Many of my coaching clients come to me because they want to understand what type of leader they are now, and identify what they need to do to become a more effective, self-aware leader in the future. As their executive coach, my job is to act as their guide on this journey of self-discovery and learning.
Over many executive coaching conversations, I realised that leadership could be viewed through four principal lenses. Looking at themselves through each lens allows a leader to ‘see’ multiple perspectives and form a more complete picture of who they are as a leader. The Four Lenses of Leadership mental model asks four questions:
1). How do you see yourself as a leader?
2). How do you think those around you see you as a leader?
3). How do those around you actually see you?
4). How does the literature’s perspective on leadership influence your own?
Trillion Dollar Coach: The Leadership Handbook of Silicon Valley’s Bill Campbell (Amazon UK, US) is a book about a man who helped build some of America’s greatest companies, including Apple and Google. A former college football player and coach, Bill didn’t enter the business world until he was thirty nine. Moving quickly though through executive roles, he went on to coach the likes of Steve Jobs, Larry Page, Eric Schmidt, Ben Horowitz and Bill Gurley, to name just a few. He passed away in 2016, leaving a legacy of growing companies, successful people and an enormous amount of respect. The book is essential reading for any manager or leader operating in a fast-moving, high growth business. This post is a summary of Bill Campbell’s approach towards management, leadership & coaching. Hopefully it will wet your appetite for more. You can also sign up to my monthly Newsletter: a curation of blogs, articles, books and podcasts about the future of leadership.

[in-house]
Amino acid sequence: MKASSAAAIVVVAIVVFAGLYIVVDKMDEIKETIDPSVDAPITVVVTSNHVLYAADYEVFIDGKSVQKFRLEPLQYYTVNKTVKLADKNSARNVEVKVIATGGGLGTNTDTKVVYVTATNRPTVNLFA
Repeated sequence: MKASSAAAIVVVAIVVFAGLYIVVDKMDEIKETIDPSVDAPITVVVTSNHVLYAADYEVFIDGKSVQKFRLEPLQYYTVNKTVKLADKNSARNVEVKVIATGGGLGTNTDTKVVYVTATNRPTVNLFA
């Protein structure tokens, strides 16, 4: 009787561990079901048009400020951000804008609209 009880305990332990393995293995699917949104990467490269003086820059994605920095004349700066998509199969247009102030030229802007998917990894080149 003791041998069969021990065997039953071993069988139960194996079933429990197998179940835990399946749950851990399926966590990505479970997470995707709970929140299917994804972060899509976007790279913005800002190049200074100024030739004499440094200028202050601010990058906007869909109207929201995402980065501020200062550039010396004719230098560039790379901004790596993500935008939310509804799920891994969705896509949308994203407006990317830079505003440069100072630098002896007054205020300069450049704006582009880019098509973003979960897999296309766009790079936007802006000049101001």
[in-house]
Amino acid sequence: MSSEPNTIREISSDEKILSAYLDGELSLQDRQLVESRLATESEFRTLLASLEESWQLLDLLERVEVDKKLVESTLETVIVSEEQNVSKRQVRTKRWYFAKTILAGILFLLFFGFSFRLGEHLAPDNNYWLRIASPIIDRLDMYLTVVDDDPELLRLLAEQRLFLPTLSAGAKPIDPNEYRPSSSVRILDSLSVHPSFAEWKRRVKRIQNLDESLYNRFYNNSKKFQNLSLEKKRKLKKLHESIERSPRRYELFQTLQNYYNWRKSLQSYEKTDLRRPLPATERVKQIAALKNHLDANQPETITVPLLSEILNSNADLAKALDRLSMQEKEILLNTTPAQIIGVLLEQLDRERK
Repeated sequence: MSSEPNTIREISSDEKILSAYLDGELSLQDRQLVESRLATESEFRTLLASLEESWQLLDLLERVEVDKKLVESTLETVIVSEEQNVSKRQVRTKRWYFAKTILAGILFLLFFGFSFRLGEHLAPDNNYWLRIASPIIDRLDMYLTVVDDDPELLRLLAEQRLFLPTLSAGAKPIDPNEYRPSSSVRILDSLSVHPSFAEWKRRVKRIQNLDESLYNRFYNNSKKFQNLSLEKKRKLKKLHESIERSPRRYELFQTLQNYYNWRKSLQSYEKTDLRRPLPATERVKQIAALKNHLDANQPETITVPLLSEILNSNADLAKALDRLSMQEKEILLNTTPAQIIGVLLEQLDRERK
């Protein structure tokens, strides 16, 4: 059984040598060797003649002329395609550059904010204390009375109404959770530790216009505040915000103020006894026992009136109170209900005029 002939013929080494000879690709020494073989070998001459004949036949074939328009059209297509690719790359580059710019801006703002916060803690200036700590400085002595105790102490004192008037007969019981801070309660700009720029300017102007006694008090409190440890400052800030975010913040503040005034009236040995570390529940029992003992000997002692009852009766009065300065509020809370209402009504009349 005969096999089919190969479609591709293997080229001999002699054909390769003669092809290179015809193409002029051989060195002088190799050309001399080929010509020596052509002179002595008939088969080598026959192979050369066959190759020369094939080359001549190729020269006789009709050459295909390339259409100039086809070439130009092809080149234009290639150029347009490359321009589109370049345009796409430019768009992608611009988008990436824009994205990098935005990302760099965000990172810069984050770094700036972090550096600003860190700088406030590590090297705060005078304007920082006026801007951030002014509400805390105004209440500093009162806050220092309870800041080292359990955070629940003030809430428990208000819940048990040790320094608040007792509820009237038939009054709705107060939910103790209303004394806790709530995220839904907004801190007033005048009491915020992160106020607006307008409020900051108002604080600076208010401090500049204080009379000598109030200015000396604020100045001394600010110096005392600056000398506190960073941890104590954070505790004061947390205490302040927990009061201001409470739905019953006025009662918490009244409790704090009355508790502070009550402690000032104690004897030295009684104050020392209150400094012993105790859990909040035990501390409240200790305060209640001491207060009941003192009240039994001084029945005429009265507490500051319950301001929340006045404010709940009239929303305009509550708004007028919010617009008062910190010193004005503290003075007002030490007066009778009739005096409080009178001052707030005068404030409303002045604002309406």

It’s easy for entrepreneurs to see, and pay attention to, only successful individuals and businesses, not the failures that fall by the wayside. This phenomenon is called survivorship bias: “the logical error of concentrating on the people or things that made it past some selection process and overlooking those that did not, typically because of their lack of visibility.” (Wikipedia). Survivorship bias is a real challenge in entrepreneurship. This article explains what is and how to avoid it.
Working with an executive coach is a deeply personal and developmental experience. So it’s important to take the time to find and choose the right one. This post explains the role of an executive coach, and provides helpful tips on how to find and choose the right one for you.
As an executive coach, I work with many clients who find themselves thrust into a new leadership role. Without much previous experience or training to prepare them, the spotlight and responsibility of first-time leadership can be daunting.
As part of my Executive Coaching service, startup specific Founder Coaching service, and next generation leadership programme, I curate a reading list of the most insightful leadership articles I can find for clients to read and reflect on. From the thought provoking to the practical, here are 15 of the best articles to help you grow and succeed in your new leadership role that I have found.
In his book Antifragile: Things That Gain from Disorder (Amazon UK, US), Nassim Taleb provides a simple heuristic, known as the Lindy Effect. The effect simply says: that the expected life of an item is proportional to its past life. You can use this heuristic to help you choose your next book based on the wisdom it might contain.
Are you a manager or leader who wants to develop your coaching skills? Are you already an executive coach investing in your personal and professional development? From all the books that I have read around the subject, here is a list of what I consider to be the best books about executive coaching.
The Coaching Habit: Say Less, Ask More & Change the Way You Lead Forever (Amazon UK, US) is one of the best books I’ve read for managers and leaders who want to use a coaching approach with their employees but don’t have the time or inclination for formal training. It’s short on theory but long on practical tools and techniques that are a shot to the heart of great coaching.
The author identifies seven questions to ask when taking a coach-approach towards engaging with your team. Rather than spoil the book, I’ll share two challenges that he identifies for anyone seeking to be a better coach-manager or coach-leader.
The words coaching and mentoring are often used interchangeably, though there are in fact important differences. In his book Coaching for Performance (Amazon UK, US), the late Sir John Whitmore, explains what the difference between coaching and mentoring is. Whitmore is the founder of the coaching movement in the UK. The book is widely considered to be the industry gold standard for performance based coaching.